If Goofy Could Talk

Frank Cioffi

Jeffrey Masson and Susan McCarthy’s book is a collection of anecdotes, arguments and exhortations which insists on the analogies between human and animal being. The rationale given for this enterprise in Masson’s Preface is implausible: it is to bridge the ‘tremendous gap between the common sense view (that “animals have such feelings as happiness, anger and fear”) and that of official science ... the feelings of animals are a topic forbidden to scientific discourse.’ But the authors offer little evidence for their dubious claims. Behavioural scientists are not often permitted to speak for themselves and when they are what they say does not support the views imputed to them. The author of the entry on animals in the Oxford Companion to the Mind, the ethologist Robert Hinde, writes that ‘chimpanzees have a conception of the self and can dissemble and deceive others,’ and that there is strong evidence that ‘dogs have pleasant and unpleasant dreams.’ Someone must have forgotten to warn Hinde that such discourse is forbidden.

Masson/McCarthy complain of the restricted vocabulary which animal psychologists employ in their accounts of animal activities: that, for example, they prefer to speak of a ‘bond’ between animals rather than of their ‘loving’ one another. If researchers avoid terms like ‘love’ this is not because they are sceptical about animal sentience. Experimental psychologists were once reluctant to speak of a rat’s ‘hunger’, but this was because agreement is more forthcoming as to how long it is since an animal was last fed than on how hungry it is. Similarly, those experimenters who used the number of faecal boluses excreted by a rat as an index of its degree of fearfulness were not denying the reality of the rat’s fear, since it was the determinants of this very fear that their investigation aimed to disentangle. A wish to render data reproducible is more likely to be at work in the discursive restrictions which Masson deplores than the self-serving ‘financial and professional’ interests which he invokes.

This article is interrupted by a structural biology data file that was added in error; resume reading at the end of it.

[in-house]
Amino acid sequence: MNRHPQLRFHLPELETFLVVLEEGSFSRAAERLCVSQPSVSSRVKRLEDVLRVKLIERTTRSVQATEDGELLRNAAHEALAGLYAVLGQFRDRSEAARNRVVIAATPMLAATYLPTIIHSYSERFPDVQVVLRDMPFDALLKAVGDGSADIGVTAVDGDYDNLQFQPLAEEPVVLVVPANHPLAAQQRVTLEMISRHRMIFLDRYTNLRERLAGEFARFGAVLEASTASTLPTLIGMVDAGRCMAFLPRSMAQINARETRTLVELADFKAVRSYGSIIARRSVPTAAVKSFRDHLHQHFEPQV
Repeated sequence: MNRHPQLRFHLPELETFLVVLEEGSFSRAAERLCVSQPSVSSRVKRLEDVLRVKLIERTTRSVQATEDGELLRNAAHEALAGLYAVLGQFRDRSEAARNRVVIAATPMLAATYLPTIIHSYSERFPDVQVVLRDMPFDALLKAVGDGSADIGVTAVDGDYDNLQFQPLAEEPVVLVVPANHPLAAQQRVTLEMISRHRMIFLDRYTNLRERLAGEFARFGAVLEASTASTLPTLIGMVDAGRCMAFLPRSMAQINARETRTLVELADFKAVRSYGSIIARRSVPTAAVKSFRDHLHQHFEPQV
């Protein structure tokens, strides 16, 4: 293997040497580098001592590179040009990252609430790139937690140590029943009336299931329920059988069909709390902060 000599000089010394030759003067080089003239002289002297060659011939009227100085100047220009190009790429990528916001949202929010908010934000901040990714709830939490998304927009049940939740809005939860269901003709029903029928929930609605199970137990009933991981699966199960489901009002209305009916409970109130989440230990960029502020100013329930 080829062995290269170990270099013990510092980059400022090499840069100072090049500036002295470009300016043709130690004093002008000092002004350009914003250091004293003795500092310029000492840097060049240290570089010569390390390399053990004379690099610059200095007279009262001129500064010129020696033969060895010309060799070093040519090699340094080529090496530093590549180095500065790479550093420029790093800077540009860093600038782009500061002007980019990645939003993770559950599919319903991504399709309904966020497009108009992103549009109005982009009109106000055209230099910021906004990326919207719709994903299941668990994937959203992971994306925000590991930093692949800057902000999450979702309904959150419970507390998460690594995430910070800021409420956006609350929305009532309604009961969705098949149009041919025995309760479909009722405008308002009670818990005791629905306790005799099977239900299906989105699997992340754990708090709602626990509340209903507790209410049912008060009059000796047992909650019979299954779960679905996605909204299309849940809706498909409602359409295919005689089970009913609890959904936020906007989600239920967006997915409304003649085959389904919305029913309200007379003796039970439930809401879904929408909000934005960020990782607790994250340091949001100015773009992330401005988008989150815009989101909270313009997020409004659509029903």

Though Masson is no longer a psychoanalyst he has retained the bad habit of ad libitum interpretation, and too often imputes to animals, or those who study them, whatever motives his argument demands: for example, that experimentalists hold that ‘if something does not feel pain in the way a human being feels pain, it is permissible to hurt it,’ or that they need to be told that ‘animals are not there for us to drill holes into, clamp down, dissect, pull apart.’ In remarks like these the authors evince a conception of animal experimentation reminiscent of the mad doctor who kidnaps Pluto: ‘I’m very, very eager to start my cutting up / and graft a chicken’s gizzard to the wishbone of a pup.’

Masson/McCarthy think that the abilities and propensities which humans or Westerners, or Western scientists, or male Western scientists – the bad guys tend to get moved about in the course of the argument – deny to animals are dictated by the need to exploit them: ‘Many of the so-called differences are disguises for whatever a dominant power can impose.’ (Let me set the authors a good example of restrained and responsible hermeneutics by stating that I think it more likely that their index’s misidentification of ‘the adolescent Freud’ who, on page 156, climbs up a tree screaming, after being bitten by a sow, as ‘Freud, Sigmund’ rather than as ‘Freud, chimp’, is an innocent error rather than a Freudian one.)

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